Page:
But the reality was: I was eons away from having the confidence to carry my new and improved thinner self with the swagger of a swimsuit model. I still felt powerless over the negative self-talk that told me I wasn't good enough.
Losing weight hasn't been something that has made me unbreakable and invincible, as I thought it would. I hasn't made me any more "normal" (anyone who knows me will tell you that I am four continents removed from normal!). It also hasn't defined my sexual identity, caused me to look at myself and think "bombshell!" every morning, or made me any more equipped to cope with the stresses of love and intimacy. Diary Of A Former Fat Girl: Sex And The Scale
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What it has done is empowered me and helped me to be healthy and more physically confident, which are valuable. Losing weight didn't heal the stretch marks on my belly or my wounded self-esteem that is still recovering from the past, but then, how could it?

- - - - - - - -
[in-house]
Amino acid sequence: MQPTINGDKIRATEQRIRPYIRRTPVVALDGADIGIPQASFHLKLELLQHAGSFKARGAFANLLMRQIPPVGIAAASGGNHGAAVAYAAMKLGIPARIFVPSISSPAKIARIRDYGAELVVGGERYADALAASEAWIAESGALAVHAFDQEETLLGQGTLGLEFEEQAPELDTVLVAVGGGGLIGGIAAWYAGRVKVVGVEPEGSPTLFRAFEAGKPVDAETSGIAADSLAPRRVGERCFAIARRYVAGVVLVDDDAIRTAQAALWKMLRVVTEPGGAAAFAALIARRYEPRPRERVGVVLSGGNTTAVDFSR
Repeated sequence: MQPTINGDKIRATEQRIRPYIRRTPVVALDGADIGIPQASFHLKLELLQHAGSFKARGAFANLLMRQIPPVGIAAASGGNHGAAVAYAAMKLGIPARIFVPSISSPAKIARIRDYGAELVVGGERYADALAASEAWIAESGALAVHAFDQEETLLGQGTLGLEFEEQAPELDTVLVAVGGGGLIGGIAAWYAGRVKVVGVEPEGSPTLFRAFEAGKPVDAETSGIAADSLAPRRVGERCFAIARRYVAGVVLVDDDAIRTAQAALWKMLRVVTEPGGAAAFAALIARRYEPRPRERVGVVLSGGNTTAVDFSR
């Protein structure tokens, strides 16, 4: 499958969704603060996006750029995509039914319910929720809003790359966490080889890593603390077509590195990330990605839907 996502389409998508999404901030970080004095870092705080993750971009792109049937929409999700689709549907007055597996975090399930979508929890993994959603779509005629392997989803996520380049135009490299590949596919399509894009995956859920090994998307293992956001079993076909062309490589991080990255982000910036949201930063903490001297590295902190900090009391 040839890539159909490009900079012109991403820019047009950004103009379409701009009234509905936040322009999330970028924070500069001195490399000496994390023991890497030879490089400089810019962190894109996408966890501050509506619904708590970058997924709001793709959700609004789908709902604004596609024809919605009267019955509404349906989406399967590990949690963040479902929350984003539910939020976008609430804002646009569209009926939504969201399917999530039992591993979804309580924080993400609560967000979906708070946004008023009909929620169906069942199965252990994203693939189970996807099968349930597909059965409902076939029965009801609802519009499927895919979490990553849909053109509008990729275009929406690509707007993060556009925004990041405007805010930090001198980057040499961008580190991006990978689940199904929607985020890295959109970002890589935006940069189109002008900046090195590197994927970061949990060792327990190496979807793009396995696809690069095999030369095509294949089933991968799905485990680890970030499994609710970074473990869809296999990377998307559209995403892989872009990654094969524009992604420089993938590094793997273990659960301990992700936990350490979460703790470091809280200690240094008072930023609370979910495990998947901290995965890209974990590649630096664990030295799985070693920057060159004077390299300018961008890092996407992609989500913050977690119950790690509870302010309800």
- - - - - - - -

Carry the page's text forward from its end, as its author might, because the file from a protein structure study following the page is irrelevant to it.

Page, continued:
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In the five years since my slimdown, I've been working on that supermodel swagger—though it certainly doesn't involve doing squats and lunges at the gym. Instead, it's been a practice in accepting myself and in learning to mute the negative chatter in my head that wants me to tie my self-woth to my jeans size. It's a choice. One, I realize, I've had the power to make all along.